Social Media and Silence: 3 Important Reasons

  5. Hi Rae and Mark,

    Oh wow, I ADORE garden arbors. I think the ones you offer here are simply gorgeous. I find them so romantic. I want to intertwine flowers in them. They shape and structure a space so beautifully!

    Happy Dating and Relationships,

    April Braswell
    Dating After 40 Expert

  6. I never knew anything about gazebos, pergolas and arbors until now and find it fascinating. I can see how adding these to your yard can massively improve the experience of being outside.


  7. Rob Northrup says:

    We had them build a simple arbor over the gate in our backyard fence when we installed the fence, and it is really nice.

    Seize the Day,
    Survival Rob

    Is Your Family Prepared For A Financial Crisis or Natural Disaster?

  8. Andrew Russell says:

    this looks really cool it reminds me where i use to live we had one i stared out the window at it because it looked so beautiful its really nice

  9. I like the Red Cedar Mayflower Arbor. I can easily see it in my back yard.
    Yours In Health!

    Dr. Wendy M. Schauer, D.C., R.K.C.
    Come Experience The Power of the Russian KettleBell Revolution at Kettlebell Olympia – Home of A Better Body With Bells!

  10. After just replacing the fence in my back yard this structure would have been way more interesting.
    Scott Sylvan Bell
    Now go implement!

  11. Don Hill says:

    I like the Canterbury arbor the best. I t kind of says, “Pass through these gates in to the beautiful garden beyond”.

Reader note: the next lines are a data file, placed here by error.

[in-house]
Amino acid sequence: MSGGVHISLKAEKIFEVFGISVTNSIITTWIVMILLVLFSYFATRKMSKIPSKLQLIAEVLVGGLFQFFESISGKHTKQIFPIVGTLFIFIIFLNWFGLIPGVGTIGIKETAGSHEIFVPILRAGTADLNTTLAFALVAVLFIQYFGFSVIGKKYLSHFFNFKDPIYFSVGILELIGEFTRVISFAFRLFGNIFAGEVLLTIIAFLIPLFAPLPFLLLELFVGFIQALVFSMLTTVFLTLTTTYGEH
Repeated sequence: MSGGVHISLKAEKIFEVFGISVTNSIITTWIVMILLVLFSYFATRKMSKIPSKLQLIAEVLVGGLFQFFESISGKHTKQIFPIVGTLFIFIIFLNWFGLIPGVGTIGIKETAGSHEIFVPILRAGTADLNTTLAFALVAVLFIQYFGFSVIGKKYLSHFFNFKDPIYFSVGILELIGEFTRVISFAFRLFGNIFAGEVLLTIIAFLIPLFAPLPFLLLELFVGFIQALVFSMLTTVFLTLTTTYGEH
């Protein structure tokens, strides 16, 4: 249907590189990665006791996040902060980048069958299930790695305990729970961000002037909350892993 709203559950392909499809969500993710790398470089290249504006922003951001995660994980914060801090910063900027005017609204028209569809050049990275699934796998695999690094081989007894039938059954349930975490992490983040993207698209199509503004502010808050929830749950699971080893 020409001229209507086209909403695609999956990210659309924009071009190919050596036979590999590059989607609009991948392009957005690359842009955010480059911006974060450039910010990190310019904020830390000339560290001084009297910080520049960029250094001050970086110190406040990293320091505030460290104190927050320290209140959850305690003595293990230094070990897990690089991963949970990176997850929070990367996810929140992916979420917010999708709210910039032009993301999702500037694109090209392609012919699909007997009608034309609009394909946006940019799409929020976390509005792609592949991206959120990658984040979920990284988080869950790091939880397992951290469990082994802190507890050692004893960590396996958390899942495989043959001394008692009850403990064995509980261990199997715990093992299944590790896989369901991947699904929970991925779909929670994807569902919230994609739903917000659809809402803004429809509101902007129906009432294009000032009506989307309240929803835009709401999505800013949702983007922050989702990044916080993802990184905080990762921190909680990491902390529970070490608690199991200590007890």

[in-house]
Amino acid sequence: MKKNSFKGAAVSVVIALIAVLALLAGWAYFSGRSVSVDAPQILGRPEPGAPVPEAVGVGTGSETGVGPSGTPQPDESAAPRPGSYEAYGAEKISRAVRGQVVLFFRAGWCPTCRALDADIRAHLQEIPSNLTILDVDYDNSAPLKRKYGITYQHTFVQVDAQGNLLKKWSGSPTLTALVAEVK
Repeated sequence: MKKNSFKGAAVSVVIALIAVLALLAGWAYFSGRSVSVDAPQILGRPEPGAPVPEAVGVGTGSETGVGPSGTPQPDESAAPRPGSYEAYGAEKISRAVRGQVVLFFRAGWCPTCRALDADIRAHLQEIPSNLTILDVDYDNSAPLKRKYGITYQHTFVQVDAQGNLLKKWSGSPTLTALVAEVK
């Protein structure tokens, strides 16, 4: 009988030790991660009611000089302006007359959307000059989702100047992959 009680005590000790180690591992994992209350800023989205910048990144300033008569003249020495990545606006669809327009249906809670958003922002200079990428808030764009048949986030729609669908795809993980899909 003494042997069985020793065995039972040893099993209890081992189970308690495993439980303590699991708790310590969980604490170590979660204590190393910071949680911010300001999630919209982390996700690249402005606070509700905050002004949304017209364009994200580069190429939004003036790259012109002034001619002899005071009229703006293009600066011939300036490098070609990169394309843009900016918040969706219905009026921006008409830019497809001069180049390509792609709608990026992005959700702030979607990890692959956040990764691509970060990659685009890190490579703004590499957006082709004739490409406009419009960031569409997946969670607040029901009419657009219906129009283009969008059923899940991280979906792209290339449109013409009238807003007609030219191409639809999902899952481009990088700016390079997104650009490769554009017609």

12. Ricky says:

    First of all, I would like to thank you for explaining the difference between arbors and pergolas…

    also thanks for letting us know that we can actually decorate our garden as beautifully as our home.

  13. An arbor is a great addition to anyone’s garden.

  14. Hal says:

    I had no idea that this piece was called an arbor. Now that I know I will have to channel my inner Bob Villa and look at putting one in my garden.

  15. Nick says:

    Arbors definitely add a nice touch to the garden, however I’m not sure how well one would work with my yard.

  16. Jordon says:

    A high quality garden arbor adds a beautiful look to any yard or garden. Garden arbors work great with climbing plants and vines like climbing roses or ivy and they offer the perfect match for the gardener who seeks a little whimsy.

  17. Oscar Cruz says:

    My mom ain’t kidding when she said she found her favorite website! She’s obsessed with her garden so you figure that Patio Gazebos HQ is her fave. She was telling me about this same garden arbor yesterday!

  18. Kevin Neive says:

    This site is amazing, I have spent the last 20 minutes reading your posts as well as learning as much as I can about the gazebos, patios, etc. Keep up the good work.